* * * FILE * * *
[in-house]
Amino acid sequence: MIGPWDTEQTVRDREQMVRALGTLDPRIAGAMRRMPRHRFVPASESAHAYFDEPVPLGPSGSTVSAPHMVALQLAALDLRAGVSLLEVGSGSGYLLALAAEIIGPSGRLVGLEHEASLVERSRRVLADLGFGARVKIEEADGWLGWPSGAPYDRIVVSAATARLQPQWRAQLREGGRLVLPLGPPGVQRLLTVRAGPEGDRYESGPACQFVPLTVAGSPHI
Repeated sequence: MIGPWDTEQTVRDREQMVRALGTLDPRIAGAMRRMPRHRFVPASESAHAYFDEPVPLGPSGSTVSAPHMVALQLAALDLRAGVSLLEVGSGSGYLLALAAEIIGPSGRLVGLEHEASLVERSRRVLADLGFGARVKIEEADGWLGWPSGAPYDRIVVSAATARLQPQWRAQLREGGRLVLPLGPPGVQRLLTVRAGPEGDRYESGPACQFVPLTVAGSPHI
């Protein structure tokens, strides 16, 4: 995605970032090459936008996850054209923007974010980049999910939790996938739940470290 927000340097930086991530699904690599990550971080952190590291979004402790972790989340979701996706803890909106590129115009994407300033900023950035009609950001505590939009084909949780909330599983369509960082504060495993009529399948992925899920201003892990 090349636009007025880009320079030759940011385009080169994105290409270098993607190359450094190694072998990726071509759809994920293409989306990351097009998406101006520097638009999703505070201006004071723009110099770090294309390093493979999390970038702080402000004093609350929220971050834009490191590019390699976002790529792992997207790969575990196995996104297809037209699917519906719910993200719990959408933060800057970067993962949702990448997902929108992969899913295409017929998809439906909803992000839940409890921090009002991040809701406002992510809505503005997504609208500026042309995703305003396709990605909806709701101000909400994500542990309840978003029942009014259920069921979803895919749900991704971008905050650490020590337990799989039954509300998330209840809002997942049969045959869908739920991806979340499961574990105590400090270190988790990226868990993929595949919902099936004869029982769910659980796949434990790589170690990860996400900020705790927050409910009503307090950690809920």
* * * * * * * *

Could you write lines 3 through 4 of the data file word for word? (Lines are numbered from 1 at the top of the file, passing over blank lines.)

Repeated sequence: MIGPWDTEQTVRDREQMVRALGTLDPRIAGAMRRMPRHRFVPASESAHAYFDEPVPLGPSGSTVSAPHMVALQLAALDLRAGVSLLEVGSGSGYLLALAAEIIGPSGRLVGLEHEASLVERSRRVLADLGFGARVKIEEADGWLGWPSGAPYDRIVVSAATARLQPQWRAQLREGGRLVLPLGPPGVQRLLTVRAGPEGDRYESGPACQFVPLTVAGSPHI
């Protein structure tokens, strides 16, 4: 995605970032090459936008996850054209923007974010980049999910939790996938739940470290 927000340097930086991530699904690599990550971080952190590291979004402790972790989340979701996706803890909106590129115009994407300033900023950035009609950001505590939009084909949780909330599983369509960082504060495993009529399948992925899920201003892990 090349636009007025880009320079030759940011385009080169994105290409270098993607190359450094190694072998990726071509759809994920293409989306990351097009998406101006520097638009999703505070201006004071723009110099770090294309390093493979999390970038702080402000004093609350929220971050834009490191590019390699976002790529792992997207790969575990196995996104297809037209699917519906719910993200719990959408933060800057970067993962949702990448997902929108992969899913295409017929998809439906909803992000839940409890921090009002991040809701406002992510809505503005997504609208500026042309995703305003396709990605909806709701101000909400994500542990309840978003029942009014259920069921979803895919749900991704971008905050650490020590337990799989039954509300998330209840809002997942049969045959869908739920991806979340499961574990105590400090270190988790990226868990993929595949919902099936004869029982769910659980796949434990790589170690990860996400900020705790927050409910009503307090950690809920």